Stepps (Social Currency)

1. Social Currency, ie sharing information

The desire for social approval is a basic human motivation. People satisfied this desire by sharing stories, news, information, etc

"...people share more than 16,000 words per day..."
Jonah Berger, 2013

This sharing involves social influence (includes social media like texting, e-mailing, etc plus word-of-mouth.)

Word-of-mouth

"...word of mouth is the primary factor behind 20 to 50% of all purchasing decisions......word of mouth is at least 10 times more effective than......traditional advertising..."
Jonah Berger, 2013

Some examples include

- restaurant (word-of-mouth conversation by a happy customer can increase sales by $200)

- Amazon (a 5-star review on  results in 20 more books being sold compared with a 1-star review)

- doctors are likely to prescribe a new drug if they know other doctors are doing it

- AfterPay (its success is based on the concept of instalment payment, ie buy now, pay later. AfterPay (starting in 2014) has a market capitalisation of around $A 40 billion (August 2021). Word-of-mouth has been important in its success, ie

"... AfterPay didn't just have customers, it had die-hard fans who spread the gospel on their behalf, accelerating growth at no cost..."
Jonathan Shapiro et al, 2021)

Word-of-mouth, especially face-to-face conversation (especially a friend telling friends) is more effective than traditional and online advertising for 5 main reasons; it is

i) more persuasive as it is perceived as more credible, especially if it comes from a trusted friend

ii) more targeted, ie directed toward an audience who is interested

iii) available to everyone, ie it just requires getting people to talk

iv) usually occurs in an informal, relaxing environment

v) more prevalent than online

Word-of-mouth can be divided into

- immediate (pass on details of an experience, or share information, soon after it has happened; this is important for movies, products with limited shelf-life like food, etc)

- ongoing (conversation in the weeks and months that follow; this is important for social campaigns like anti-bullying)

Generally interesting topics, products, etc harness the advantage of immediate word-of-mouth.

Word-of-mouth has 2 challenges, ie focus and execution.

Which is more important: the message or the messenger?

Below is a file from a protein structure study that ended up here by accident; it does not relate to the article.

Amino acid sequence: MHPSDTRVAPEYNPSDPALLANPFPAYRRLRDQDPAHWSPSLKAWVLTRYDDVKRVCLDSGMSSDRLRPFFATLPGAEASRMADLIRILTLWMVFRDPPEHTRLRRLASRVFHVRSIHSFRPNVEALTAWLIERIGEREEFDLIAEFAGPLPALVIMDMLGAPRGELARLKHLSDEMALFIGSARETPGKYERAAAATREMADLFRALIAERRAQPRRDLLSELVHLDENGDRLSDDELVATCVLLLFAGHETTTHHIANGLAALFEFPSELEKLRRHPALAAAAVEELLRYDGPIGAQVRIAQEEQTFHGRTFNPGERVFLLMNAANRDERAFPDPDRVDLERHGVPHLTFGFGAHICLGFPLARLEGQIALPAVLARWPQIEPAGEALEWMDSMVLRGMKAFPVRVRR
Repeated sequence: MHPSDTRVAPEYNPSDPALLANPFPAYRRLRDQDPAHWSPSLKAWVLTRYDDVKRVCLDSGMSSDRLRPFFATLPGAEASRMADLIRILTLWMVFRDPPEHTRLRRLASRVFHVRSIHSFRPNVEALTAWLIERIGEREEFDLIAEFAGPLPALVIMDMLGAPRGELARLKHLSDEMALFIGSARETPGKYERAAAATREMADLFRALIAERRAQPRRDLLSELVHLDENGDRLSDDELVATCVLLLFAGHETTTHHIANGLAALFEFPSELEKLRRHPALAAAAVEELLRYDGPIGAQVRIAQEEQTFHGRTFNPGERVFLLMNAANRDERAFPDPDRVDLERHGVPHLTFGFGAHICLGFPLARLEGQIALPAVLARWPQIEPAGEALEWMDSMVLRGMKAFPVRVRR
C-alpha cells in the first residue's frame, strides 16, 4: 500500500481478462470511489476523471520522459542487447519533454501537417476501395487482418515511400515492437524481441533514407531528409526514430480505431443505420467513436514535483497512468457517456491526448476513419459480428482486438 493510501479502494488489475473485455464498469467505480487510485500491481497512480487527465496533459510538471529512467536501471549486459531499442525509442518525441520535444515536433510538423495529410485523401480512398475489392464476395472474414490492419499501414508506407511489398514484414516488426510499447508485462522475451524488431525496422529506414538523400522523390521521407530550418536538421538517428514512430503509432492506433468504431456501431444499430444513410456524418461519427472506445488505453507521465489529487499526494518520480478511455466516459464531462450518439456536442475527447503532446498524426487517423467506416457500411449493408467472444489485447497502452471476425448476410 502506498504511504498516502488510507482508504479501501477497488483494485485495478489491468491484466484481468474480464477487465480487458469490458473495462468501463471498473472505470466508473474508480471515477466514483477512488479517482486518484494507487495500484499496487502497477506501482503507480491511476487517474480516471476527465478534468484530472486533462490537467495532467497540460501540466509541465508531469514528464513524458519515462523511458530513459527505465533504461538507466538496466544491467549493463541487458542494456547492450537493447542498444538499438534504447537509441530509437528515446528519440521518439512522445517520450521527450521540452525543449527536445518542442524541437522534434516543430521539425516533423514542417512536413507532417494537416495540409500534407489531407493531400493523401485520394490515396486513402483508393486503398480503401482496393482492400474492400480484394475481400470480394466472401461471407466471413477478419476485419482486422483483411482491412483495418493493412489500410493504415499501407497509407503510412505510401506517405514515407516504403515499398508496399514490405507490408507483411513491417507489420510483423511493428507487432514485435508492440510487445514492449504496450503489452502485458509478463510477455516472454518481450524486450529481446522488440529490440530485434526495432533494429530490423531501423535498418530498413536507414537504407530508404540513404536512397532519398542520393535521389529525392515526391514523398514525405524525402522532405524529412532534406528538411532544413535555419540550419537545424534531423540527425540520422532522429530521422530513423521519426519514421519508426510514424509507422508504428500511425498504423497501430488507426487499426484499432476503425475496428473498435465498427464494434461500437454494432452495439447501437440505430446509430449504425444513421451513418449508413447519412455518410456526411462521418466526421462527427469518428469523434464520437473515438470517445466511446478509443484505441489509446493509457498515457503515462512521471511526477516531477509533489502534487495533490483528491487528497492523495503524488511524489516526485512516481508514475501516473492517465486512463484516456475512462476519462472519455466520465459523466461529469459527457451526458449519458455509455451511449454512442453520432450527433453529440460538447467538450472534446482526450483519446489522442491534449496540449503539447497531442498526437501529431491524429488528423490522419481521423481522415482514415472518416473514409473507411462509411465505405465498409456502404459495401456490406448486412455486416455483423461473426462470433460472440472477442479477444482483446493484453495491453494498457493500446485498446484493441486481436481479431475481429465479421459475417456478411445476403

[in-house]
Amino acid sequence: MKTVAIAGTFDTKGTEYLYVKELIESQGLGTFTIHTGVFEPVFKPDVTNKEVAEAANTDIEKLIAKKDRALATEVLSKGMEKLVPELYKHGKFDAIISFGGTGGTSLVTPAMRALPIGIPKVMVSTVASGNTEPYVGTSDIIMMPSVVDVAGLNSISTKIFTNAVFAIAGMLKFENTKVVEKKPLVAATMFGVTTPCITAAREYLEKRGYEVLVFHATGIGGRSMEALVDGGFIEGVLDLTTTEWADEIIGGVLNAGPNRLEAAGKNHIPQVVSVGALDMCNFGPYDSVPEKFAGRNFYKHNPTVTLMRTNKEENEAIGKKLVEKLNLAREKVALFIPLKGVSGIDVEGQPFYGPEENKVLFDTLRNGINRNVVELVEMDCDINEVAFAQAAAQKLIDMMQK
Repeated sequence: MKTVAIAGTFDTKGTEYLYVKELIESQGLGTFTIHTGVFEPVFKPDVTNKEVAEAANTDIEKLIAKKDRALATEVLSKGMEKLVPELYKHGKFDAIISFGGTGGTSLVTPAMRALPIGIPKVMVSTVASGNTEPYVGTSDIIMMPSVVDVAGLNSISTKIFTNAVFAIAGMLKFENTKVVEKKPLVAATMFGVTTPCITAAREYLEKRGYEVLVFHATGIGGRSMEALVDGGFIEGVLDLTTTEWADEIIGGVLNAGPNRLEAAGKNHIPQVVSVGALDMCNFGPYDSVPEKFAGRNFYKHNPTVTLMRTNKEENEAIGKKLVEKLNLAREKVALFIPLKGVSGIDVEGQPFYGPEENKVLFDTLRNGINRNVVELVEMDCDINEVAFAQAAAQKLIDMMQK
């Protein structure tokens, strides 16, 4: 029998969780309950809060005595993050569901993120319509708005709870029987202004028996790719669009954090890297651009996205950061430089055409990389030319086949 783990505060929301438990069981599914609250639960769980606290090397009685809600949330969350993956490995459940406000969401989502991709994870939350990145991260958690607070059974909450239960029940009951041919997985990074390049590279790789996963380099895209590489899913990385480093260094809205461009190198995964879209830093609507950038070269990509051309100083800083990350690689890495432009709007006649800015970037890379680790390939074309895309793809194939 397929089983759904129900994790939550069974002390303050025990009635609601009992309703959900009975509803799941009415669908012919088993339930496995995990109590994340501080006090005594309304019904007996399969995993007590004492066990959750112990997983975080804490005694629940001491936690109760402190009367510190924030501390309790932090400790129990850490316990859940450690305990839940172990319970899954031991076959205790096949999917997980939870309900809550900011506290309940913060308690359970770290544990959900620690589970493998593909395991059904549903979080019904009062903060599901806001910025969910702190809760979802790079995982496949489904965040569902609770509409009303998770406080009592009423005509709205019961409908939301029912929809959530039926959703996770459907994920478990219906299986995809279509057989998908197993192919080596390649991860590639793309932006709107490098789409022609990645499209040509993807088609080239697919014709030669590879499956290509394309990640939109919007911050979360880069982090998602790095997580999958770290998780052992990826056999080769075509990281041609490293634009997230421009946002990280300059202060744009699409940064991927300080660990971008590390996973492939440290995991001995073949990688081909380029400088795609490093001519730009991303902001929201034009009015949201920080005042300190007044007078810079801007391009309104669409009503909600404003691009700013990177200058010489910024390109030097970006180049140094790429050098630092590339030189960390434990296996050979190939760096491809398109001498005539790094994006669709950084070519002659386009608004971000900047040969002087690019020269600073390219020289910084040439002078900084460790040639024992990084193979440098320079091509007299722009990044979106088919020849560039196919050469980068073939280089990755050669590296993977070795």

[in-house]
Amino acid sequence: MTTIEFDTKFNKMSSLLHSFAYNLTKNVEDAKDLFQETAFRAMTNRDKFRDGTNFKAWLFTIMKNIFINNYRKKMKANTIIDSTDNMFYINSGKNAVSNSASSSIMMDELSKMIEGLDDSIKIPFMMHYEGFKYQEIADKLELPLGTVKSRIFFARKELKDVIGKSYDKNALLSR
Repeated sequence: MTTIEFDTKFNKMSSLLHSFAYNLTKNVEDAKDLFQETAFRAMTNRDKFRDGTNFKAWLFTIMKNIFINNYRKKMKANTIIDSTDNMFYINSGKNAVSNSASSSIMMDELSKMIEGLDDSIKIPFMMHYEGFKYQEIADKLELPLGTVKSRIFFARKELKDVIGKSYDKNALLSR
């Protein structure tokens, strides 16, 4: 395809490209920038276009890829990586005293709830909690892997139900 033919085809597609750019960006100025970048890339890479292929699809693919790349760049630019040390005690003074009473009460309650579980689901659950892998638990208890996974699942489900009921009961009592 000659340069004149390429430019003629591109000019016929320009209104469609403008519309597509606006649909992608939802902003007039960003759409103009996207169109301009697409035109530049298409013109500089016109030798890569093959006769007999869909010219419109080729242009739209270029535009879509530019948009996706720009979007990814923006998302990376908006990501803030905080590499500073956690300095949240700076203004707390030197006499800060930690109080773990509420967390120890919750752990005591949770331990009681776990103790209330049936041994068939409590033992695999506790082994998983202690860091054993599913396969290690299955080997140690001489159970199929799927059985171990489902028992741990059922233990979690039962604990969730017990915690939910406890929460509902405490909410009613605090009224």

Sometimes we focus too much on the messenger, ie person, rather than the message.

"...contagious content is......so inherently viral that it will spread regardless of who is doing the talking. Regardless of whether the messengers are really persuasive or not and regardless of whether they have ten friends or ten thousand..."
Jonah Berger, 2013

Execution refers to targeting the right market, ie people and timing (see more details below)

Research (Jonah Berger, 2013) has shown that only 7% of word-of-mouth happens on-line

 "...Customers referred by their friends spend more, shop faster, and are more profitable overall..."
Jonah Berger, 2013

Online messaging may, however, reach more people, ie
"...the average tweet or Facebook status update is sent to more than 100 people..."
Jonah Berger, 2013

However, it may not be sent to the 'right' people, ie the ones you want to target.

NB Some research shows

"...less than 10% of their friends responded to a message they posted......50% of YouTube videos have fewer than 500 views. Only one third of one percent get more than 1 million..."
Jonah Berger, 2013

In some cases online word of mouth is very powerful. Remember: if you want people to check out a website, the desired action is only a click away. Additionally, people use online research to check out a product, service or idea before buying, like automobiles, household goods, food, etc.

"...In some instances, online word of mouth may sway their decision..."
Jonah Berger, 2013

Word-of-mouth is, also, used to make a good impression with others, ie provide social currency. People share to make themselves look good and you need to find a way to link promoting products, services and ideas at the same time. This can be done in 3 ways

i) find inner remarkability (ie is it unusual, extraordinary, or worthy of notice or attention?; the key is to make something novel, surprising, extreme, interesting, mysterious, controversial, etc ; they are worthy of remark)

ii) leverage game mechanics (this refers to the elements of the game, application of the program - including rules and feedback loops, with the aim to make them fun and compelling

"...we need to leverage game mechanics to give people ways to achieve and provide visible symbols of status that they can show to others......Good game mechanics keep people engaged, motivated, and always wanting more..."
Jonah Berger, 2013

An example of this is the frequent flyer rewards where passengers get reward points based on mileage flown. Yet only 10% of these rewards are redeemed annually. It is the status of being upgraded based on these points that people like.